I have come across the following equation \begin{equation}dX_t=-\lambda X_t dt +dU_t\quad (1)\end{equation} where $U_t$ is an Ornstein Uhlenbeck process: $$dU_t=-\theta U_tdt + \sigma dW_t$$ The context in which this was introduced is an applied modeling setting, so their only interest was to integrate this equation in a time discrete way. This is no problem: First you create a sample path of $U_t$ using the Euler-Maruyama method and then similarly integrate $X_t$: $$X_{t+\Delta t}-X_t=-\lambda X_t *\Delta t +\Delta U_t=-\lambda X_t *\Delta t+(U_{t+\Delta t}-U_t)$$ I want to know more about the analytical solution of (1) though.

  1. Am I correct, that this is technically not an SDE? The most general equation allowed for that seems to be $$dX_t=a(t,X_t)dt+b(t,X_t)dW_t$$
  2. Is equation (1) well-defined? I only know that the Ito integral is defined with respect to semi martingales. Is $U_t$ a semi martingale? Can you even meaningfully integrate this equation if it is not?
  3. You could rewrite (1) as \begin{equation}dX_t=-(\lambda X_t +\theta U_t)dt +\sigma dW_t\end{equation}Note that this is not an answer to question 1. since $-(\lambda X_t +\theta U_t)\neq a(t,X_t)$. We could then discretize a second way: $$X_{t+\Delta t}-X_t=-(\lambda X_t +\theta U_t)*\Delta t +\sigma\Delta W_t$$ I assume the two different Euler Maruyama discretizations converge to the same process, right? (At let distributionally speaking)
  • $\begingroup$ Your equation in 3. along with the original equation for $U$ makes an SDE system with a single one-dimensional Brownian motion, so it is still in the context of the standard theory. $\endgroup$ Commented Jan 26, 2022 at 19:11
  • $\begingroup$ Great thanks! Would it be a lot harder to treat something like this:$$dX_t=-\lambda X_tdt+\alpha U_tdt + d\widetilde{W_t}$$ $$dU_t=-\theta U_tdt + \sigma dW_t$$ where $\widetilde{W_t}$ is another Wiener process independent of $W_t$? $\endgroup$ Commented Jan 26, 2022 at 19:32
  • $\begingroup$ This makes it more difficult to apply methods beyond the Euler-Maruyama method. One gets nontrivial interaction or connection terms for the components of the Brownian motion. $\endgroup$ Commented Jan 26, 2022 at 20:04
  • $\begingroup$ Would you agree that the solution to (1) would be $$X_t=-\theta\int_0^t\exp(-\lambda(t-s))U_sds+\sigma\int_0^t\exp(-\lambda(t-s))dW_s$$ and is there something to watch out for in the process of deducing it? (For example an implicit presence of $W_t$ in $U_t$ when using Ito). Could you also say that the solution to the equation in my comment above is $$X_t=\alpha\int_0^t\exp(-\lambda(t-s))U_sds+\sigma\int_0^t\exp(-\lambda(t-s))d\widetilde{W_s}$$ $\endgroup$ Commented Jan 26, 2022 at 20:35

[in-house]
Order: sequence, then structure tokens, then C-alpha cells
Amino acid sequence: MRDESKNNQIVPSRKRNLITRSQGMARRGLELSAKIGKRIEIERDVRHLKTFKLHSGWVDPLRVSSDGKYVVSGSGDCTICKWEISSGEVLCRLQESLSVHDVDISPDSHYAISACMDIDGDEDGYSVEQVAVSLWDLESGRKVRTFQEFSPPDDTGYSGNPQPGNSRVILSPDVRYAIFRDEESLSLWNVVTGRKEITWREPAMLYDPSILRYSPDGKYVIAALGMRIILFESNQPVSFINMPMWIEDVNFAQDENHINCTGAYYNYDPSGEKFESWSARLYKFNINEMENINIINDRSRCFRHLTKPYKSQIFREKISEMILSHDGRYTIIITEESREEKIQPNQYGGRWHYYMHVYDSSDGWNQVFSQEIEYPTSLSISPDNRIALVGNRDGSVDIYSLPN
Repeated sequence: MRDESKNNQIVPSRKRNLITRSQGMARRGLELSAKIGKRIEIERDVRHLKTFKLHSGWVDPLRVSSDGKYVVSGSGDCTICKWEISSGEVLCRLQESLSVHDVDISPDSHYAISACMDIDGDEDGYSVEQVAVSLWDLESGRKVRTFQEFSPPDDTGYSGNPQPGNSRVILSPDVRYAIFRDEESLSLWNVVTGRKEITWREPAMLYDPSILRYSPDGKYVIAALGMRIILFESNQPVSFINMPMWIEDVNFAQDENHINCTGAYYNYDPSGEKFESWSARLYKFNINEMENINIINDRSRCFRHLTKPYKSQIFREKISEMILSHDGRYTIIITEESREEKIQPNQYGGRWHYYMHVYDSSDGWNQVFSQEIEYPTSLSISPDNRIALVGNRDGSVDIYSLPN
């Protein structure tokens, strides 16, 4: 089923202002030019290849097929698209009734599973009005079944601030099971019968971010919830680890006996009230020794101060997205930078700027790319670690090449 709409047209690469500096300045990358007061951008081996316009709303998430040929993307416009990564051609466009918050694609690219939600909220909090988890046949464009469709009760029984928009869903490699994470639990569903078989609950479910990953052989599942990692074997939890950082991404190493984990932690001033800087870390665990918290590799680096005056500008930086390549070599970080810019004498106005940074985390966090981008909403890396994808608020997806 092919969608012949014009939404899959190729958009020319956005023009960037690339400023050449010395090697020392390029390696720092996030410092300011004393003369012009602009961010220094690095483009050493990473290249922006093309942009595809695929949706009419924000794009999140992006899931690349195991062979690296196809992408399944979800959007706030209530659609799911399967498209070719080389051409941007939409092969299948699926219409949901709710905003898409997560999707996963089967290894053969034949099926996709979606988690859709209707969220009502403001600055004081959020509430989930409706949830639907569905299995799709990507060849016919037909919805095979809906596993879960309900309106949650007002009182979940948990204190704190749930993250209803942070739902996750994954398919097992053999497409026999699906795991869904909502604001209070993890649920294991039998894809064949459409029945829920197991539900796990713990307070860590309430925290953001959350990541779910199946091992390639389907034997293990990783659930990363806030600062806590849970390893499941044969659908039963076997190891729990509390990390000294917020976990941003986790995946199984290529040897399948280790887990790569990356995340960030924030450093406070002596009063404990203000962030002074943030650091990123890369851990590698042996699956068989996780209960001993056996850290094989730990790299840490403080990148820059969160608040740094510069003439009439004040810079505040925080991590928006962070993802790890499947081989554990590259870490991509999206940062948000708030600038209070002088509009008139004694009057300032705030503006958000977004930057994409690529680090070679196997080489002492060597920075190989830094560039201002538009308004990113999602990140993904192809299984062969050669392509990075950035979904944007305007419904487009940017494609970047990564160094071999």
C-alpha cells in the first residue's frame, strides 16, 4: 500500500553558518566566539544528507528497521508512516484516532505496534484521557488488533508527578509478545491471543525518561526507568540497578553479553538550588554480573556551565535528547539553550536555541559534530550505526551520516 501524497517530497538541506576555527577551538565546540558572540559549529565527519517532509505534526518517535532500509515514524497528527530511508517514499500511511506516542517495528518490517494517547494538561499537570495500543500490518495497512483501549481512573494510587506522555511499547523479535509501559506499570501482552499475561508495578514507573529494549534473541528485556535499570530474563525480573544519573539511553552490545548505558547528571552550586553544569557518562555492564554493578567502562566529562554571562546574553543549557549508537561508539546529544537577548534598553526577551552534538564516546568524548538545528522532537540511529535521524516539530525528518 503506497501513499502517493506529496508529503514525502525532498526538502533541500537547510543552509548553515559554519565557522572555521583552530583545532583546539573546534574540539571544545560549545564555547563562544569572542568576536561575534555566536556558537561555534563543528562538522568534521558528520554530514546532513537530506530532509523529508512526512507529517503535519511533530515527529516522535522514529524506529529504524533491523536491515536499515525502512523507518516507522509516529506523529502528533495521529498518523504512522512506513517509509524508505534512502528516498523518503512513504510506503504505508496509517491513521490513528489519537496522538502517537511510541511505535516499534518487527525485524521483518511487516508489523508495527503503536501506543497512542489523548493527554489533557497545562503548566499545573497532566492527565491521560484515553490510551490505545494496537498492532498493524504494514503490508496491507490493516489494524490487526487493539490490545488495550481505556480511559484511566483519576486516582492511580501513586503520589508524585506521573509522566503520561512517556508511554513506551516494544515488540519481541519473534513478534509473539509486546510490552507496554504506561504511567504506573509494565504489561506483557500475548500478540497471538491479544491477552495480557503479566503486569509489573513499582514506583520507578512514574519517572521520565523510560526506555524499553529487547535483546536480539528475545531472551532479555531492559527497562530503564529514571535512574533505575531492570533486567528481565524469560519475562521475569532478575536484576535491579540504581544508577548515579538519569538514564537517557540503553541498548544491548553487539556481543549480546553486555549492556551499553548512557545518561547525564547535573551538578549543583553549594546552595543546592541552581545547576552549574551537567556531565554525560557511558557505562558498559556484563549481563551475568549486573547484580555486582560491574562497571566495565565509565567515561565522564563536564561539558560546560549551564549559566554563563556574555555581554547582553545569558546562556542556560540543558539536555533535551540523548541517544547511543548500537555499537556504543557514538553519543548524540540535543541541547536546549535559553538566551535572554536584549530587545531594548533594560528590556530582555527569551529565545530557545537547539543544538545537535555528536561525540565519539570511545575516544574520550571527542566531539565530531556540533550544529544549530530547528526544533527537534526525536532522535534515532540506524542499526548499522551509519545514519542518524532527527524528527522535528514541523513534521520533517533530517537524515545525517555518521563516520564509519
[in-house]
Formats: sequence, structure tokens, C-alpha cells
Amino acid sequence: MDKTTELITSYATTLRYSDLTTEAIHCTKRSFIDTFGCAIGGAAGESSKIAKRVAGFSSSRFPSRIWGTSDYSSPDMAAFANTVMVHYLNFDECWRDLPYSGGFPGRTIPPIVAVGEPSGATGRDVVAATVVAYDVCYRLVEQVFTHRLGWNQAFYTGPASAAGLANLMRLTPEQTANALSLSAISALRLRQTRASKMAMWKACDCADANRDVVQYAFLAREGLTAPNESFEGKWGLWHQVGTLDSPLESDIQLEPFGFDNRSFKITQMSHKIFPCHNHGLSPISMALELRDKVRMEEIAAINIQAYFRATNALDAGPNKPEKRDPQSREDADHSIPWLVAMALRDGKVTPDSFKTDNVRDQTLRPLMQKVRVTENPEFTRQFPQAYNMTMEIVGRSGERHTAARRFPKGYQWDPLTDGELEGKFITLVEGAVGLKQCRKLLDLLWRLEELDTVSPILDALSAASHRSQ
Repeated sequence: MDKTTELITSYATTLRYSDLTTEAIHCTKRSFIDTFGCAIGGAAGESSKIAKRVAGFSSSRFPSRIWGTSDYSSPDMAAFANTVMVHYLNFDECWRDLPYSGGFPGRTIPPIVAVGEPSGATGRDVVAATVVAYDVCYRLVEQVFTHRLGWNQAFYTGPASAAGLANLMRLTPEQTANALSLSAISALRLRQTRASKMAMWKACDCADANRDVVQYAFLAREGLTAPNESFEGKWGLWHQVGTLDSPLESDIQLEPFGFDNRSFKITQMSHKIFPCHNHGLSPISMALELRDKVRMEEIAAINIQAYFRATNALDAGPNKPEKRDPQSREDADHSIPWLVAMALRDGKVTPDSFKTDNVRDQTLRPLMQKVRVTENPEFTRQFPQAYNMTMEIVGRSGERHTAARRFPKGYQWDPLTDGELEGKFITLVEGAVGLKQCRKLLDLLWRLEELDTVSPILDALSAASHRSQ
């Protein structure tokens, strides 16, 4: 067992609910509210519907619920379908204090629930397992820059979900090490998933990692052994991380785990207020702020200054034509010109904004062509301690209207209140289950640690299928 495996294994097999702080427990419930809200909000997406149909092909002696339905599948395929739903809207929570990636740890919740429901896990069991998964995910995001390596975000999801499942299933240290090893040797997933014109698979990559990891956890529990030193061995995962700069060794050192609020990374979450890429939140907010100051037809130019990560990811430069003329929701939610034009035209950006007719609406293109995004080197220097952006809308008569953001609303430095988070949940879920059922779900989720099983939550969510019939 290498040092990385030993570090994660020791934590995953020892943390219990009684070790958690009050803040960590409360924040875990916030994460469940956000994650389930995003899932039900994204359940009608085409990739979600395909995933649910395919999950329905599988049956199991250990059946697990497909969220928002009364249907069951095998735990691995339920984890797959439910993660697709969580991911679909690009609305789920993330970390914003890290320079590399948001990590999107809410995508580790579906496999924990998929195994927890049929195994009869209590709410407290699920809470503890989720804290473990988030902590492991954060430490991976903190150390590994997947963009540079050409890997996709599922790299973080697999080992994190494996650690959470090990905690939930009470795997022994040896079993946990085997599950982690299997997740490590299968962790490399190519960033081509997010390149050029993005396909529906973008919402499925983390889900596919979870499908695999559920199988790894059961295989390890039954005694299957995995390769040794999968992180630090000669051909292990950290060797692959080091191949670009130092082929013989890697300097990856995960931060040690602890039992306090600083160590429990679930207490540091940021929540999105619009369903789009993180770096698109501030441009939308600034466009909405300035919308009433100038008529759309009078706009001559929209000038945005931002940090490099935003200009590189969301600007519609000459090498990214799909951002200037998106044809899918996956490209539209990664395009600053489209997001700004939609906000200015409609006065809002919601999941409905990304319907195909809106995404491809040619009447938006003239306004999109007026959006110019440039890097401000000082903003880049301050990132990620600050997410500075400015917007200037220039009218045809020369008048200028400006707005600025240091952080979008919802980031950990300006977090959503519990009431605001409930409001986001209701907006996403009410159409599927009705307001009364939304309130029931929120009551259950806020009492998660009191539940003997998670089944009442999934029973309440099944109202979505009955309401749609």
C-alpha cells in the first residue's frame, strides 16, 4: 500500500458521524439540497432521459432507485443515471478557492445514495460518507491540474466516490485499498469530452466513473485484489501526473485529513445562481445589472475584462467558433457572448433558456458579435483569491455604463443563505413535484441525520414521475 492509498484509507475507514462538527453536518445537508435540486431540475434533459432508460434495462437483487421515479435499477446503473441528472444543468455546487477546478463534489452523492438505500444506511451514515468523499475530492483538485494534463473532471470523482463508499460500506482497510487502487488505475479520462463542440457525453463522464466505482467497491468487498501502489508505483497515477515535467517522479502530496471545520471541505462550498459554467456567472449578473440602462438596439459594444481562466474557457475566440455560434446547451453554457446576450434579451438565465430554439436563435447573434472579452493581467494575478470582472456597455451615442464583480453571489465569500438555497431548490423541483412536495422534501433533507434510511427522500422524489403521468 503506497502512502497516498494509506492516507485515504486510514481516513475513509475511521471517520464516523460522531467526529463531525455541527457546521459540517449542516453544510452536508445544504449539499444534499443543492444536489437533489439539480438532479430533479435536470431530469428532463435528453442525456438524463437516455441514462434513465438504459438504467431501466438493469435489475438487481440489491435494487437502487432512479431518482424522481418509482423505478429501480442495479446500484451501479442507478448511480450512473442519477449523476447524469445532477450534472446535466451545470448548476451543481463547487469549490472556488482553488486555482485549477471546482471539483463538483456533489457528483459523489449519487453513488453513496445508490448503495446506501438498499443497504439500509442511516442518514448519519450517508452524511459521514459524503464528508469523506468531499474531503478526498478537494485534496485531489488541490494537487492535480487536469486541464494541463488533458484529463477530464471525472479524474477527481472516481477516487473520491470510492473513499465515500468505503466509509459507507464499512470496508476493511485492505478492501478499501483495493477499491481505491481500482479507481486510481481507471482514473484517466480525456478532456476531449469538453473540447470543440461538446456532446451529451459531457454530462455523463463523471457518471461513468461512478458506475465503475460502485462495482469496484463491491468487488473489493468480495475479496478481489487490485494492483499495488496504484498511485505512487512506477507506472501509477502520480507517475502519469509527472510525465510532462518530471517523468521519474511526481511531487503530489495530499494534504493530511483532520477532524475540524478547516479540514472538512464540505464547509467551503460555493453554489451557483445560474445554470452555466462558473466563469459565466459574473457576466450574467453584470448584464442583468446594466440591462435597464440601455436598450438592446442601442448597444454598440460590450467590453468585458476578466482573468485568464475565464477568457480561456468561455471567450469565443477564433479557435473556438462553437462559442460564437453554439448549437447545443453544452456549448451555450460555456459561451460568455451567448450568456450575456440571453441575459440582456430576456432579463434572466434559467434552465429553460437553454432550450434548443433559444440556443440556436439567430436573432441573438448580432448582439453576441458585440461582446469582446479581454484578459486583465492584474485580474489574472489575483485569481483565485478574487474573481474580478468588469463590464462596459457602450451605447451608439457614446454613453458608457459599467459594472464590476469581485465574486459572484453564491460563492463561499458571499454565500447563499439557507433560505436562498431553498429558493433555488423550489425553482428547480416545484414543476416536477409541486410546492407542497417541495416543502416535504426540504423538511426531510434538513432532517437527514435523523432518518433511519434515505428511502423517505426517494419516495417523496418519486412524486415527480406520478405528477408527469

• $\begingroup$ That is correct, integrating factors that only depend on time behave the same as for ODE, no extra terms from the Ito theorem. $\endgroup$ Commented Jan 26, 2022 at 20:39

1 Answer 1


You can interpret the given SDE $dX_t=-\lambda X_t dt +dU_t$ simply by integrating: $$X_t - X_0 = -\lambda \int_0^t X_s ds + U_t - U_0$$

You may even solve the SDE for $U_t$ by using an integration factor, to arrive at: $$U_t = U_0e^{-\theta t} + \sigma \int_0^t e^{-\theta (t-s)} dW_s$$ So that ultimately, $X_t$ is given by: $$X_t - X_0 = -\lambda \int_0^t X_s ds + U_0e^{-\theta t} - U_0 + \sigma \int_0^t e^{-\theta (t-s)} dW_s$$ There is no ambiguity in this expression, as the first integral is a Riemann integral, while the second is a usual Itô integral.

Am I correct, that this is technically not an SDE? The most general equation allowed for that seems to be $dX_t=a(t,X_t)dt+b(t,X_t)dW_t$

As a consequence of the Bichteler-Dellacherie theorem, the most general Itô integrators are semi-martingales; thus the most general SDEs that can be interpreted in the Itô sense are those driven by semi-martingales. The above is one example.

Is $U_t$ a semi-martingale?

Yes; this can be seen by noting it is an Itô process. Thus, $U_t$ is an admissible stochastic integrator.

  • $\begingroup$ Thanks that helps a lot! I see now that $U_t$ is an Ito process and therefore a semimartingale. I don't quite see your explanation (ii) though: The closed form solution is the sum of a decreasing process and $$\sigma\exp(-\lambda t)\int_0^t\exp(\lambda s)dW_s$$ The integral is a martingale, but the factor infront of it destroys that property right? The decomposition might be more complicated. Maybe even impossible to write it in closed form? $\endgroup$ Commented Jan 26, 2022 at 21:23
  • $\begingroup$ @courageousmartingale Sorry, you're right. I've deleted that bit as it's not quite correct. You can still witness $U_t$ as a semi-martingale from its Itô dynamics, so I'll leave it at that $\endgroup$ Commented Jan 26, 2022 at 21:38
  • $\begingroup$ @courageousmartingale If you do want to fix that issue, you may notice that the pre-factor makes this process into a supermartingale. Thus, it admits a Doob-Meyer decomposition, after which you may conclude from the closed-form solution that $U_t$ is indeed a semi-martingale $\endgroup$ Commented Jan 26, 2022 at 21:45
  • $\begingroup$ Ah yes very nice! Do you happen to have a comment on my question number 1.? Would you consider (1) an SDE even though the drift is not strictly a function $a(t,X_t)$ but instead has an $\mathcal{F}_t$ measurable part $U_t$? Do you just treat the rest of the equation as an SDE and then the $U_tdt$ part in an ODE sense? $\endgroup$ Commented Jan 26, 2022 at 22:01
  • $\begingroup$ @courageousmartingale It's fine, I think, since $a$ is a function of $X$ through $U$. There doesn't seem a need, in my mind, to be so restrictive, though. Any process with, say, continuous paths should be $dt$-integrable. $\endgroup$ Commented Jan 27, 2022 at 2:59

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